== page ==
Martine's Reviews > Five Minutes in Heaven

Five Minutes in Heaven by Lisa Alther
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Mar 07, 2008

really liked it
bookshelves: intelligent-chick-lit, north-american, psychological-drama, glbt, romance
Recommended for: everyone yearning for The One
Read in January, 1998

A while ago I mentioned here that I like stories about obsessive love. I'm not sure what it says about me that I do, but anyhow, this is one such story. It's obsessive, it's haunting and it's compelling, and gets four stars just for that. Once upon a time I'd have given it five, but no, it's not quite that good.

Five Minutes in Heaven is about Jude, a tomboyish girl growing up in 1950s Tennessee. Very early on in life, Jude meets her soulmate in the form of her childhood friend Molly. The two girls have an intense friendship which might grow into something more, except that Molly first decides that having this kind of relationship is Wrong and then dies, leaving Jude devastated and alone. The story then fast-forwards ten years, following Jude through her twenties and thirties in New York and Paris. She's still trying to find the kind of union she had with Molly (first with a man, then with a woman), but unfortunately, every time she finds a soulmate, her beloved dies. Usually in a pretty gruesome fashion.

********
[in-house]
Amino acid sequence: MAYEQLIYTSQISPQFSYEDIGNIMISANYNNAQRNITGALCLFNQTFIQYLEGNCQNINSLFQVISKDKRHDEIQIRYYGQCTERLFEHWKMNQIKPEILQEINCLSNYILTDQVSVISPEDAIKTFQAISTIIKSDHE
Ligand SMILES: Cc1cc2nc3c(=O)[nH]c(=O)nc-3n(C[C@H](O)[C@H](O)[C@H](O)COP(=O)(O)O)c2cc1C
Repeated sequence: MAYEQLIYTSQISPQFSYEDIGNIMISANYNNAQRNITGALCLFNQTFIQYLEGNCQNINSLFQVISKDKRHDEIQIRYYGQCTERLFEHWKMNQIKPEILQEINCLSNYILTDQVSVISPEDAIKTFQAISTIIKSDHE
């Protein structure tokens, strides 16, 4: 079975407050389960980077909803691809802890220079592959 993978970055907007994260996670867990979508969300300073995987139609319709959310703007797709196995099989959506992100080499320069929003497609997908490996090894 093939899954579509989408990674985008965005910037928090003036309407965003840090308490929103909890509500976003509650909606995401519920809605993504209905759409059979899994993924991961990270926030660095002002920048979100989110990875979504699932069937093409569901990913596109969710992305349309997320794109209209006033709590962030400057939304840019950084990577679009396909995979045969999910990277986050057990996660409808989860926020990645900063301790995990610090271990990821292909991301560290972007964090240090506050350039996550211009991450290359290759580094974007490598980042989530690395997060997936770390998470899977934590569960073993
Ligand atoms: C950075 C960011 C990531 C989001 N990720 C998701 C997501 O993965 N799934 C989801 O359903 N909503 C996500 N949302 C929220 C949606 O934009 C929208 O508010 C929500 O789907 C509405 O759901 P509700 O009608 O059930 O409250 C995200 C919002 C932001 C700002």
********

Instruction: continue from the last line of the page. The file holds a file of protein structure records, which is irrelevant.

As you can tell from the above, Five Minutes in Heaven is not a very cheerful book. Nor is it very mainstream, what with all the main characters being either gay or bisexual and some of them being fairly morbid. It is, however, a beautiful exploration of 'graveyard love', of living in the past and yearning for what could have been, and of the confusing territory between friendship and love. Alther has a great eye for the telling detail. Her evocation of a troubled teenage friendship in 1950s Tennessee is beautiful, and her observations on the differences between Southerners and Northerners, Americans, Brits and French people are spot on, albeit cliched. The book itself has elements of all these cultures. It's a bit unsubtle at times (Alther is prone to telling rather than showing), but eminently readable, and as I said, quite intense and compelling. Definitely recommended for those who like their love stories a little on the obsessive side.
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